Corporate Whackiness #2

Say hello to Dr Paul Tosey, he is the head of PhD programmes for the University of Surrey’s Business School. “In the early 1990s Paul joined the Human Potential Research Group at Surrey and led the development of the MSc in Change Agent Skills and Strategies, an innovative, advanced programme for consultants and facilitators which has been described as the ‘gold standard’ in the field.” One recent graduate from this mystically inclined MSc being Matthew Gregory, whose worrying background I introduced yesterday.

Like many management consultants, Dr Tosey is something of an esoteric adept, and recently coauthored a book titled Neuro-Linguistic Programming: A Critical Appreciation for Managers and Developers (2009), which attempts (unsuccessfully) to cast a degree of academic respectability over the nonsense that is neuro-linguistic programming. Complementing such exotic managerial interests Dr Tosey is greatly appreciative of the work of New Age management guru Peter Senge, who like Dr Tosey, is keen is to rehabilitate capitalism in a more nourishing, and, dare I say loving incarnation.

Peter Senge is the author of the business-world classic The Fifth Discipline: The Art and Practice of the Learning Organization (1990), which outlines the ways in which corporations (i.e., that unique form of organization that is legally bound to put profit before all else) can evolve to become more akin to tender encompassing communities that employees will desire to bond with… all of which aims to increase corporate productivity of course. One illustration of Mr Senge’s mystical proclivities is apparent as a result of the advisory services he renders to the Garrison Institute — an organization which is home to all manner of eco-capitalists which “applies the transformative power of contemplation to today’s pressing social and environmental concerns…” Another comes through Mr Senge being counted as a world-class fellow, along with quantum fraudster Deepak Chopra, at the New Age styled World Business Academy.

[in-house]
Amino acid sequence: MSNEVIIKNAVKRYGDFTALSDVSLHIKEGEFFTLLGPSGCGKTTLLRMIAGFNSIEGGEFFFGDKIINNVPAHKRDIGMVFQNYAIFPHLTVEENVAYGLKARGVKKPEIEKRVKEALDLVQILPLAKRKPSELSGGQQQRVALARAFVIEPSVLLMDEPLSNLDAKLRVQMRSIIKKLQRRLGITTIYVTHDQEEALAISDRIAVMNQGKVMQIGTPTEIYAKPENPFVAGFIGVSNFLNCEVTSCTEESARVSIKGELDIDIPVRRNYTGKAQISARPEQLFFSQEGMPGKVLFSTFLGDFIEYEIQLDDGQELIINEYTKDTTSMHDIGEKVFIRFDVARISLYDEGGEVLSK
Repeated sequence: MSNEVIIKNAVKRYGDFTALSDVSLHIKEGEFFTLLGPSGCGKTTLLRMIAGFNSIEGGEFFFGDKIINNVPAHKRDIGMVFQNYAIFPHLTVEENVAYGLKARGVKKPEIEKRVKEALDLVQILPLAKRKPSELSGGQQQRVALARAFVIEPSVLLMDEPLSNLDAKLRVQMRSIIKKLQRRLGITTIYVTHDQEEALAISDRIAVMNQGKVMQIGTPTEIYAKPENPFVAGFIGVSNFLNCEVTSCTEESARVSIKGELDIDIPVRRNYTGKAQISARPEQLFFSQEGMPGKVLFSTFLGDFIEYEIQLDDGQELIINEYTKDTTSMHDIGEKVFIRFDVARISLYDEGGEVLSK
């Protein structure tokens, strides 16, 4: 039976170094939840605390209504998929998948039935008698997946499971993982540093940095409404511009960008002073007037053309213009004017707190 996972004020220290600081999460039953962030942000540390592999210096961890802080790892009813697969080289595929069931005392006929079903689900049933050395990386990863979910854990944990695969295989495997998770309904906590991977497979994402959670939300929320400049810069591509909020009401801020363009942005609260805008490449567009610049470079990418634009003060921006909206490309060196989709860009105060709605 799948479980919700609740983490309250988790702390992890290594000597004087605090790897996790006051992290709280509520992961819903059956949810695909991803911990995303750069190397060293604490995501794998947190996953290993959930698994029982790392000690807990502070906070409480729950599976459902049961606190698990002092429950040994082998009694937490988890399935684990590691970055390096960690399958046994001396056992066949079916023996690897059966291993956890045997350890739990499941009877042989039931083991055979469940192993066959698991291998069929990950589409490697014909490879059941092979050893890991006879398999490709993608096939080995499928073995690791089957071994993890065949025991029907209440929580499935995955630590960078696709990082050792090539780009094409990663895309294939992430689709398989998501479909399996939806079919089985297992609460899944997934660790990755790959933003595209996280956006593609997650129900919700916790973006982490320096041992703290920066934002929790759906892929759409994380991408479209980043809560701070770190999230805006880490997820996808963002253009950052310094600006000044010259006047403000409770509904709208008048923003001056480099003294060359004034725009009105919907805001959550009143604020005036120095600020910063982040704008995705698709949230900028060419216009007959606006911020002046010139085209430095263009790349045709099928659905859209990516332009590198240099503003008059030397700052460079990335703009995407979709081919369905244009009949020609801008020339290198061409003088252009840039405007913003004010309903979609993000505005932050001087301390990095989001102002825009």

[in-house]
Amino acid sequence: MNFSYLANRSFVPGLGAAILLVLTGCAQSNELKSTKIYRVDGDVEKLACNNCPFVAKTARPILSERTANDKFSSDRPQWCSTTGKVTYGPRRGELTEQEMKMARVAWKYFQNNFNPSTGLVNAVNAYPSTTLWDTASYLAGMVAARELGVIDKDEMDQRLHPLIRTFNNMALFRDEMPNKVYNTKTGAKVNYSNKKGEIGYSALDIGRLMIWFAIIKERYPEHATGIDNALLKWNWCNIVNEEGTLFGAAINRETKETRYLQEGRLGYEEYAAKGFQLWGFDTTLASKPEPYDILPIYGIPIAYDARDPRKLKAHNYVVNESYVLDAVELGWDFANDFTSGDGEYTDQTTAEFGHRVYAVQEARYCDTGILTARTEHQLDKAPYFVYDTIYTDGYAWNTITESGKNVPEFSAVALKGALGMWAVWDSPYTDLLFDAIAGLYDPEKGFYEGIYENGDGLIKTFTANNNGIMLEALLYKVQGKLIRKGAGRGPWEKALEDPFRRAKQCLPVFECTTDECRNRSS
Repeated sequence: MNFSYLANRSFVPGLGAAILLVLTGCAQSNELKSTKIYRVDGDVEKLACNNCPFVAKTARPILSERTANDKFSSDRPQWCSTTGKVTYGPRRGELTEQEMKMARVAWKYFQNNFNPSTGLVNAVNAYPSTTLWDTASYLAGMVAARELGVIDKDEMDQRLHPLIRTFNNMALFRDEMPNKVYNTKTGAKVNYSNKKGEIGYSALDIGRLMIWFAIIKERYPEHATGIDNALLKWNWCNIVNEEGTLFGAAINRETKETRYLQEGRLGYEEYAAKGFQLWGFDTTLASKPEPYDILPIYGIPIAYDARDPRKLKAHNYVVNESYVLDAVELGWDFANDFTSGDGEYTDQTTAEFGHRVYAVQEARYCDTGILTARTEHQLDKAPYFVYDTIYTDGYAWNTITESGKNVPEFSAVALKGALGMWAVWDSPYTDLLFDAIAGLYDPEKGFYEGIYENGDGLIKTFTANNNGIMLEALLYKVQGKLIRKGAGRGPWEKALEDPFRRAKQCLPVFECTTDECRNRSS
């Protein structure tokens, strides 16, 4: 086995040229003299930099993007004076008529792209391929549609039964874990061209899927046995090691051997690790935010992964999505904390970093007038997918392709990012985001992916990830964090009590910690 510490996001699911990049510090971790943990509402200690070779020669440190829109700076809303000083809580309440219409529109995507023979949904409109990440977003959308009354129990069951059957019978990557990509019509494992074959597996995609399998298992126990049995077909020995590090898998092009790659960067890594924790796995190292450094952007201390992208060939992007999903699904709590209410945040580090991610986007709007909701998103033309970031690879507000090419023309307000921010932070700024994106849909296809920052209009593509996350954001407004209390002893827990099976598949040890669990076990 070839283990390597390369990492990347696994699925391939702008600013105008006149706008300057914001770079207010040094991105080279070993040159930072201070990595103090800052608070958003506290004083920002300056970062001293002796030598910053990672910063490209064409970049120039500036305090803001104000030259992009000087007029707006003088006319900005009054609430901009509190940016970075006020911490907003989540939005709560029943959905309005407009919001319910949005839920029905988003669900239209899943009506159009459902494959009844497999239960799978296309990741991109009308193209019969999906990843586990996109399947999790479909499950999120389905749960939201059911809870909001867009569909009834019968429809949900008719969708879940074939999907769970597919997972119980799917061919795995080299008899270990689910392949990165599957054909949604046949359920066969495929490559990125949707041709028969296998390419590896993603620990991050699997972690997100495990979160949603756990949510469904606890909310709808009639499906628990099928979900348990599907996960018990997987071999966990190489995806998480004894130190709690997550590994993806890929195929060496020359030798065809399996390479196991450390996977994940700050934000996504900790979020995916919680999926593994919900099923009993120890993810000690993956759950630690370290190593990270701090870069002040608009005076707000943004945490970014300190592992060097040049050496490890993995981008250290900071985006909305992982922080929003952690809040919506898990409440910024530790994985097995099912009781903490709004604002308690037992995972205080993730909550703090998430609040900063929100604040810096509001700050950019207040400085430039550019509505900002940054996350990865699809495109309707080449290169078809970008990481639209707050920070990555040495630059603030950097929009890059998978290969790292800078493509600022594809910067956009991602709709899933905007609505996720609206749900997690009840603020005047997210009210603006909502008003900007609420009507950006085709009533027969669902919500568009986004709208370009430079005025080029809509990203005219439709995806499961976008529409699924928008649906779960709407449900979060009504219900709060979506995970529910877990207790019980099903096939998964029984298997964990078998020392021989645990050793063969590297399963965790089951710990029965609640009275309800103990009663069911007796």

Here one might note that one important spin-off from Mr Senge’s ever-expanding line of profitable corporate crap is the “academic” journal known as The Learning Organization: The International Journal of Critical Studies in Organizational Learning — which includes Dr Tosey upon their editorial board.  Likewise it is worth observing that the current editor-in-chief of this journal is Professor Francis Tuggle, a man who until very recently served as a board member of a management fund known as Equus Total Return.

To give a flavour of the type of powerful capitalist allies that Professor Tuggles maintains in the corporate world one might observe that Alessandro Benedetti, who serves as the chairman of this fund, also happens to be a board member of Cadogan Petroleum — as is former JP Morgan senior executive, Bertrand des Pallieres, who is the CEO of Equus Total Return.[1] Other ruling class predators who join this pair on the board of Cadogan Petroleum include Enrico Testa (who has just stepped down as a managing director of Rothschild Group, and was a former advisor to the shadowy Carlyle Group), and their chairman, Zev Furst (who in addition to his other oily interests is the chairman of the international board of the tragically misnamed Shimon Peres Center for Peace).